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Guam-CNMI Visa Waiver Program

Overview

On January 16, 2009 U.S. Customs and Border Protection (CBP) published the Guam-CNMI Visa Waiver Program interim final rule (IFR). The rule:

 

  • Establishes six ports of entry in the Commonwealth of the Northern Mariana Islands (CNMI) to enable the Secretary of Homeland Security to administer and enforce the Guam-CNMI Visa Waiver Program, and to allow for the application of U.S. immigration laws in the CNMI.
  • Establishes the Guam-CNMI Visa Waiver Program and sets forth the requirements for nonimmigrant visitors seeking admission into Guam or the CNMI under the Guam-CNMI Visa Waiver Program.
  • Changes the list of participating countries and geographic areas.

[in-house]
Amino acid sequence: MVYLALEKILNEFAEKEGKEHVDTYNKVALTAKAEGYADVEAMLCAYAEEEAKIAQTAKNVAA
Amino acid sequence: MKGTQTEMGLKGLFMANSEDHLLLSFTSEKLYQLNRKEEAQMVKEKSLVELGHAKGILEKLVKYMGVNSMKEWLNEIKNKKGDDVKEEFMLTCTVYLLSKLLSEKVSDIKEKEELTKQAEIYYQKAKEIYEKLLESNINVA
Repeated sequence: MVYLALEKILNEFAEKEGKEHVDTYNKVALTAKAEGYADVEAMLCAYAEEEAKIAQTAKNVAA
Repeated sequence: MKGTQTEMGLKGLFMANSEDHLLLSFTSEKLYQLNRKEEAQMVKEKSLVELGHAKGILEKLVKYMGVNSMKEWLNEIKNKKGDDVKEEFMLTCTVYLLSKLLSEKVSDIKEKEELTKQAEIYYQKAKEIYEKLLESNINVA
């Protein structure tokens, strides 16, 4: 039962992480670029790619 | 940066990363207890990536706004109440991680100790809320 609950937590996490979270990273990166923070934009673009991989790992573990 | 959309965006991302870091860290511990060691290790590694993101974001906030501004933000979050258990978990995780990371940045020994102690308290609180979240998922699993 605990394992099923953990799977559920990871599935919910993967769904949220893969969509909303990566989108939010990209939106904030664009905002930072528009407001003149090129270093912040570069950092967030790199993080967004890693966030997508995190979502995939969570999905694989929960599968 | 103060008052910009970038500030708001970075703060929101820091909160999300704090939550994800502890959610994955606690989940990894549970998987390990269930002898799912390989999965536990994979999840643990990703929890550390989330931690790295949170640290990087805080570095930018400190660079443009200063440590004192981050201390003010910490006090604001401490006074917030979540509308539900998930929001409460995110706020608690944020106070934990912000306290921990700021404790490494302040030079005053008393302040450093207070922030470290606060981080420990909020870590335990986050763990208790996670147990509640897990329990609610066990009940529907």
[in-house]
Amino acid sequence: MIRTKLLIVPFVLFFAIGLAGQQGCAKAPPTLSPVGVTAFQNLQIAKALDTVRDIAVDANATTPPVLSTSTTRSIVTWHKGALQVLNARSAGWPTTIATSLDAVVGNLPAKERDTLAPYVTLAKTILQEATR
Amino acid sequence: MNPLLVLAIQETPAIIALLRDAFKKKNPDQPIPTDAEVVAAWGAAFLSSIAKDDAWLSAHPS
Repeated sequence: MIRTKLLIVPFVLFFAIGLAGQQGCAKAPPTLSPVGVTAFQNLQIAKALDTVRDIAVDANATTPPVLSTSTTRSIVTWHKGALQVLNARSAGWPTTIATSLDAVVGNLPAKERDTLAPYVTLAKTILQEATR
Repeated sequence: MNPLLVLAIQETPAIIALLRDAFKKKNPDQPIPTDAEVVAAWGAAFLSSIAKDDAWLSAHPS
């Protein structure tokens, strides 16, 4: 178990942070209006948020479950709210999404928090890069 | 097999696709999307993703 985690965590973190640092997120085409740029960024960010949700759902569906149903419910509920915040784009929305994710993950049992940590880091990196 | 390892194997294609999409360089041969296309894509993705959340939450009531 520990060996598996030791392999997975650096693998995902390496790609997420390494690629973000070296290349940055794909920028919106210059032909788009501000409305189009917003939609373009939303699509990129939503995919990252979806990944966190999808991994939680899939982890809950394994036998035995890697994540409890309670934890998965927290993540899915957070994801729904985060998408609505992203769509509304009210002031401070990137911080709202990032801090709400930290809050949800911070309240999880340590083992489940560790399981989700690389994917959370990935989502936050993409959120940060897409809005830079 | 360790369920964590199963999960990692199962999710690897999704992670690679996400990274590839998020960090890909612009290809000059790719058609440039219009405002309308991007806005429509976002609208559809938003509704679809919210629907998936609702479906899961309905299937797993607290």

• Adds a provision for “Satisfactory Departure.”
  • Modifies Forms I-736 and I-760 for use under the Guam-CNMI Visa Waiver Program.

Under the IFR, CBP is adding new admission requirements for the Guam-CNMI VWP. To be admissible under the Guam-CNMI VWP, prior to embarking on a carrier for travel to Guam or the CNMI, each nonimmigrant alien must:

  • Be a national of a country or geographic area listed in 8 CFR § 212.1;
  • Be classifiable as a visitor for business or pleasure;
  • Be solely entering and staying on Guam or the CNMI for a period not to exceed 45 days;
  • Be in possession of a round trip ticket that is nonrefundable and nontransferable and bears a confirmed departure date not exceeding 45 days from the date of admission to Guam or the CNMI.